PC shipments rally for big (cough, cough) 2% growth

Well, if fourth quarter PC shipments were bad (and they were), Q1 was not so bad, according to preliminary data Gartner and IDC released today. Woohoo, break out the sparklers, IDC put year-over-year growth at 2.3 percent, but only 1.9 percent by Gartner's estimates. Somebody cue up "Nearer My God To Thee", because the Titanic tragedy's centennial anniversary feels timely. Is the PC market suddenly sinking?

IDC already called 2011 the worst year for PCs since 2001, when recession robbed manufacturers and retailers of Christmas and set off a chain of profit warnings, including Apple and Microsoft. There are no profit warnings this time around, just plenty of misery. Well, unless your business is selling so-called Post-PC devices, like smartphones and tablets.

Microsoft and Windows OEMs can no longer blame the hard drive shortage, which had a "limited impact on PC supply", Mikako Kitagawa, Gartner principal analyst, says. Limited means select segments, such as low-cost notebooks, which didn't sell well anyway.

"The consumer segment continued to be a drag on market growth, as PC demand was low", Kitagawa says. "Questions remain on whether low-end systems can attract consumers, as their attention has moved to other devices". Reiterating previous observations, Gartner again highlighted smartphones and tablets as leaders among those "other devices".

"Slow growth in the US shows that despite interesting and new form factors like all-in-one (AIO) desktop PCs and Ultrabook-class notebook PCs, the market remains conservative and focused on replacements", Loren Loverde, IDC vice president, says. Replacements don't just refer to necessary PC upgrades but tablets being used to supplement existing PCs. The devices replace behavior rather than the older computer.

Still, both analysts expressed optimism for the holidays -- and, whoa, if they're wrong the Good Ship PC really could join Titanic at the bottom of the Atlantic. "We expect PC shipments to pick up significantly by the fourth quarter and beyond as HDD supply and pricing are normalized, Windows 8 is launched, and replacements pick up", Loverde says. But "the US PC market is likely to remain constrained at least until the launch of Windows 8, which is expected in the fourth quarter of 2012".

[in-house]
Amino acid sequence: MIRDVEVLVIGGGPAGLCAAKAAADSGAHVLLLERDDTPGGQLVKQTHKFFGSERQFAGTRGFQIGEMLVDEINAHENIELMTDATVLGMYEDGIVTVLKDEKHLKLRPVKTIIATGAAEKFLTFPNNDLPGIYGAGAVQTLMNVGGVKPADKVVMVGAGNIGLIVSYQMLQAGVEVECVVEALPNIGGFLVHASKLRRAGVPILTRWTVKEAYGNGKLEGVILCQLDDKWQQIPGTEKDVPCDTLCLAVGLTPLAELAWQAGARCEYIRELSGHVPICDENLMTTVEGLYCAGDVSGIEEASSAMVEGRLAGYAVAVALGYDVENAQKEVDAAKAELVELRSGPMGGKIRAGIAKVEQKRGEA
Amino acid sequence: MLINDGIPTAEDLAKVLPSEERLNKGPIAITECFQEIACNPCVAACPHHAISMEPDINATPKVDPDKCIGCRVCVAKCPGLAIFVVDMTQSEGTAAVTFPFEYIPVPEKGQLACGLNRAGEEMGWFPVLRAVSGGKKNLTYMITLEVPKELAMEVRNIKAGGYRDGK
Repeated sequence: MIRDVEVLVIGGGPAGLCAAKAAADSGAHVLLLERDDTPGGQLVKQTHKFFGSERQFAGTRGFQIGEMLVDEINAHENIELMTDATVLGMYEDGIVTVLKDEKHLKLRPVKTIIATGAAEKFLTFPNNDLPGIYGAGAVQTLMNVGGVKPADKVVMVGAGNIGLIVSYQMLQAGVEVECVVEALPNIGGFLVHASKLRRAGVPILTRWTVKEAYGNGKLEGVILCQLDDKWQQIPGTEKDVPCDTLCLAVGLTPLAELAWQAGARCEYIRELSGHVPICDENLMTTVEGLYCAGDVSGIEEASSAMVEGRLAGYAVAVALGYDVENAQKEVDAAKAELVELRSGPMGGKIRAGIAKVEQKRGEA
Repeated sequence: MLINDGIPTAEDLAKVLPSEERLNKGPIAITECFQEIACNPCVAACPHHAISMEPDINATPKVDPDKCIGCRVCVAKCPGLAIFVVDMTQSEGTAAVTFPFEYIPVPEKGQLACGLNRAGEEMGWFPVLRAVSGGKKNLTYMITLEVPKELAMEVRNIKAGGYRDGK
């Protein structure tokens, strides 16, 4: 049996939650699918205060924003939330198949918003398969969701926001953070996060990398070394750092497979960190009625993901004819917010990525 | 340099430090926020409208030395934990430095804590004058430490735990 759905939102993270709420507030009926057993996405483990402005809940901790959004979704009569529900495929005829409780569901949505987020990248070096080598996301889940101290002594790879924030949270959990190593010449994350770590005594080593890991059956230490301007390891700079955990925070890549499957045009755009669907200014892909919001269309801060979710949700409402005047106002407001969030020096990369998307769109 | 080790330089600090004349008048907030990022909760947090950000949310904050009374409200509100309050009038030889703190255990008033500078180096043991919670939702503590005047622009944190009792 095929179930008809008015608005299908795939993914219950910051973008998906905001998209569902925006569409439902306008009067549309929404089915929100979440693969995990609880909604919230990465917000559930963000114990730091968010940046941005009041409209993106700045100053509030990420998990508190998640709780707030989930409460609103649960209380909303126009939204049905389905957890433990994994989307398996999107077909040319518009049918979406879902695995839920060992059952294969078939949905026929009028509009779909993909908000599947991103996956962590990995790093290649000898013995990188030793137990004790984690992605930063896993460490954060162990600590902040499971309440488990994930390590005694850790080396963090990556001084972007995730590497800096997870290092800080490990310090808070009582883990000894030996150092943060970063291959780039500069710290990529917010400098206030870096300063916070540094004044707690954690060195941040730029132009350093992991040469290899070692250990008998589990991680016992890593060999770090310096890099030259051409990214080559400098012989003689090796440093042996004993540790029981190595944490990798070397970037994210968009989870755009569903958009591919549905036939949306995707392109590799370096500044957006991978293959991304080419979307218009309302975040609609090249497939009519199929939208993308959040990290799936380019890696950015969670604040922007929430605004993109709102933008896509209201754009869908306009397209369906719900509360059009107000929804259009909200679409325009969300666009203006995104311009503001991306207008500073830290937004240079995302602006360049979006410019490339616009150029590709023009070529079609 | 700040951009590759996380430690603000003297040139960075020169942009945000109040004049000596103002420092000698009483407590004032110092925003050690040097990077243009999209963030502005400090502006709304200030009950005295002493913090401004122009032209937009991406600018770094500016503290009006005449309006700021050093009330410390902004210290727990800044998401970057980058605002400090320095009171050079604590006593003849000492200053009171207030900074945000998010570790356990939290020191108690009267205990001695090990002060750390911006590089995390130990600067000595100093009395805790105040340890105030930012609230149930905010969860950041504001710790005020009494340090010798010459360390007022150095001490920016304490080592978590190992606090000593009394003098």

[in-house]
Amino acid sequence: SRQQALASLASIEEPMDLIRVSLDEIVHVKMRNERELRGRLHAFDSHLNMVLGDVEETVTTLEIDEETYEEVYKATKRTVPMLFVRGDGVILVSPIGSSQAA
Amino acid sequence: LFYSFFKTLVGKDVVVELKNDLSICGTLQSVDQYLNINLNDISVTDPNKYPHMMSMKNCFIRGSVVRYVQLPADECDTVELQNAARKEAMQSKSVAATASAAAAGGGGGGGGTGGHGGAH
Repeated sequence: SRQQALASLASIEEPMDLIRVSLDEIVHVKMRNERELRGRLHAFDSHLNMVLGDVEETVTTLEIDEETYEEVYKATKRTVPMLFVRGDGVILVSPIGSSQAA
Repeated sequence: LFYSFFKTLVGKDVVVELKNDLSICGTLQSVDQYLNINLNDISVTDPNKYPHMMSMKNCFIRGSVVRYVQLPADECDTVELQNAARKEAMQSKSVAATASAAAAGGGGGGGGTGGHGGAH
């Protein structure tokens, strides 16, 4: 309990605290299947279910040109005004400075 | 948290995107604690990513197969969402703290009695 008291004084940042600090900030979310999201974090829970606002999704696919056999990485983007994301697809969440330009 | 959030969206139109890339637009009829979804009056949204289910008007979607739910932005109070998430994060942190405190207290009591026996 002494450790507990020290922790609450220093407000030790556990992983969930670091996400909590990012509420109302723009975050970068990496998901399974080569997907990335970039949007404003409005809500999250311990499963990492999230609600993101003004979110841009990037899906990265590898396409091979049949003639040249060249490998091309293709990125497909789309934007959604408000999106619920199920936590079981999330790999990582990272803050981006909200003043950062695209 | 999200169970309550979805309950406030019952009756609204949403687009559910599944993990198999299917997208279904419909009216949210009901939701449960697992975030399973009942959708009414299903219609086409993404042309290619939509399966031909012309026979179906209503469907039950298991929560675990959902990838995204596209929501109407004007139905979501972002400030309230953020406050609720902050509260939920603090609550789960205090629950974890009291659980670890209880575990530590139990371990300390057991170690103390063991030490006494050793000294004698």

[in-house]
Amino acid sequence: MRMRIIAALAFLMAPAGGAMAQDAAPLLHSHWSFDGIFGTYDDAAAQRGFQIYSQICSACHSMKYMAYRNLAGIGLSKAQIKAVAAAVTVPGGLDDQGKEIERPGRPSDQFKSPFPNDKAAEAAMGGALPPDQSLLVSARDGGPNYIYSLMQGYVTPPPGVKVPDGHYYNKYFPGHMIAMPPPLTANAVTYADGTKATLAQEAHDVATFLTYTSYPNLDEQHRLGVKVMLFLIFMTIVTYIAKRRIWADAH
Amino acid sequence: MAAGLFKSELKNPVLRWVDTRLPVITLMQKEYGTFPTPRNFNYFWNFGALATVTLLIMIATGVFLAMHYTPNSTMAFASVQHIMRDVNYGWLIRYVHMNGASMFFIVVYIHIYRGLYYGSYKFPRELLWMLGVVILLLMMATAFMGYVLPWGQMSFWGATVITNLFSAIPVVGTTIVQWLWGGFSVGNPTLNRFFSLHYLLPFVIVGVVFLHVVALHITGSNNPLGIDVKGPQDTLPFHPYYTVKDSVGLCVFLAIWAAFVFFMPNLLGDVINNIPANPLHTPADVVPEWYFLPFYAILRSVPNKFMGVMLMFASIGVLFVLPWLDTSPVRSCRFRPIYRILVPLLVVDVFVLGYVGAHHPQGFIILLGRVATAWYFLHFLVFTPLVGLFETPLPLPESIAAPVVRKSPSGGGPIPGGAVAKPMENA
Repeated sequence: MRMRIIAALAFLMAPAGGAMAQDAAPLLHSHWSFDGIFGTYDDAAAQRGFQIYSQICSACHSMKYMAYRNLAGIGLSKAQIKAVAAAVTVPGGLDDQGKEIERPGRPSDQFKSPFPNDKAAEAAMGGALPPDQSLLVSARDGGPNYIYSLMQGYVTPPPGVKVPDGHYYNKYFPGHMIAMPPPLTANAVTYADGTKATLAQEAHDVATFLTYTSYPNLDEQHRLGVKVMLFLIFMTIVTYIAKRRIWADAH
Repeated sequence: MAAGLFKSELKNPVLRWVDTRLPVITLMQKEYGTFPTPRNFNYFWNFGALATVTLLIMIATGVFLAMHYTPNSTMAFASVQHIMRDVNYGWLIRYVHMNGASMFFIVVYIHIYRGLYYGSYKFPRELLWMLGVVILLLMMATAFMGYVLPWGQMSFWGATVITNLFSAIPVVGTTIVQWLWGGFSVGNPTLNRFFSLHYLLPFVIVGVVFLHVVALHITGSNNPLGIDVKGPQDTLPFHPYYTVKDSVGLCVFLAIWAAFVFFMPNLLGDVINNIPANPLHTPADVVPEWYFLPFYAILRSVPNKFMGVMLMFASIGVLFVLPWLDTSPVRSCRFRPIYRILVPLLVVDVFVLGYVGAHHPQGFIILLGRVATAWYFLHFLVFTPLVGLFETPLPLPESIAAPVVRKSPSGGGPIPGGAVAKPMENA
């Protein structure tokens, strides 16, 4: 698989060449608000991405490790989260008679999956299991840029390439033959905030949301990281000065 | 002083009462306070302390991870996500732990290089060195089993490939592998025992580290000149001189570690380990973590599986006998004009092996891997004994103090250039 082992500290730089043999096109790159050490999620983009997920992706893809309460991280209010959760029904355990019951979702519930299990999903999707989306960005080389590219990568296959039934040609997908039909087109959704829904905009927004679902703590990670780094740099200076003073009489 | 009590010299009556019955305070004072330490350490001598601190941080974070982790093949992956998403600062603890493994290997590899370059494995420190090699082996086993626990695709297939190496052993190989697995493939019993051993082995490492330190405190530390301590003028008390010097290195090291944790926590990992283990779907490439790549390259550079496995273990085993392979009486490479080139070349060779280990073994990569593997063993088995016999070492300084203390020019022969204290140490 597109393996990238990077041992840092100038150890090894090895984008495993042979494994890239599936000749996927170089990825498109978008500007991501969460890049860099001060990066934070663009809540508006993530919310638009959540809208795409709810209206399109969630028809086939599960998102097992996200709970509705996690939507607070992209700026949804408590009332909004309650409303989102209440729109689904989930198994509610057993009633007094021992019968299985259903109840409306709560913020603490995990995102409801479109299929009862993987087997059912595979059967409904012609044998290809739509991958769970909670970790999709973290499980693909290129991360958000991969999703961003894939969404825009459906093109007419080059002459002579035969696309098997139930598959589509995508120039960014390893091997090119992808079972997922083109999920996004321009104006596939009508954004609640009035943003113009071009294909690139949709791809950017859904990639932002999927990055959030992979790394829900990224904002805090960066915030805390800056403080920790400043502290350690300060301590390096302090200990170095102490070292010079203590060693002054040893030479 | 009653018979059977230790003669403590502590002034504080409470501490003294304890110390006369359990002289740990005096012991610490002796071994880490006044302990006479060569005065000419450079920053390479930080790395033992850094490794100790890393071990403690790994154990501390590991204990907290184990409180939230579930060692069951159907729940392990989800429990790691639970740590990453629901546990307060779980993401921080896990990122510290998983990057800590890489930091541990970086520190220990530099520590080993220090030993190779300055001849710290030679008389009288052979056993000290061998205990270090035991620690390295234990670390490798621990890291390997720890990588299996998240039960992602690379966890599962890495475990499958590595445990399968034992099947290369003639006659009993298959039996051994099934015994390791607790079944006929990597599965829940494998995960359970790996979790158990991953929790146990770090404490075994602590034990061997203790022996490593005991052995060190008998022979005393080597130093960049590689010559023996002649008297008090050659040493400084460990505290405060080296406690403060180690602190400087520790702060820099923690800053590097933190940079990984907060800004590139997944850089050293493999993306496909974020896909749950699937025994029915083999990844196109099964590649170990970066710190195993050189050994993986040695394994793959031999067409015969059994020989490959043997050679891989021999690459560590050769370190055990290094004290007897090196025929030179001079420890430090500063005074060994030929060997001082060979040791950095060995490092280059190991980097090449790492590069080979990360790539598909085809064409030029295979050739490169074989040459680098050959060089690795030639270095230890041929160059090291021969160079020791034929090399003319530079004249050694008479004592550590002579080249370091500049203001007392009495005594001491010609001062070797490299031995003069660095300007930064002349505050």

Kitagawa isn't as optimistic:

The first quarter of 2012 was a transitional period as the PC industry is awaiting two big releases: Intel's Ivy Bridge and Microsoft's Windows 8. Both are expected to be launched this year. Although these new releases are not expected to stimulate demand as much as the industry hopes, they will affect PC supply so that there will be artificial supply control before and after the product releases. There will be few products rolled out into the market until these major releases have taken place.

Looking at the hard numbers, global PC shipments reached 87.1 million units in first quarter, according to IDC and 89 million by Gartner's reckoning. IDC says US PC shipments grew 1 percent year over year to 16.57 million. Gartner: Shipments fell 3.5 percent to 15.5 million. There's big disparity in those numbers. Well, there are reasons why they're called preliminary.

US share leaders: HP, Dell and Apple. HP share was 28 percent, according to IDC and 29 percent according to Gartner. Dell: 21.7 percent and 22.3 percent, respectively. IDC put Apple market share at 10 percent and Gartner at 10.6 percent.

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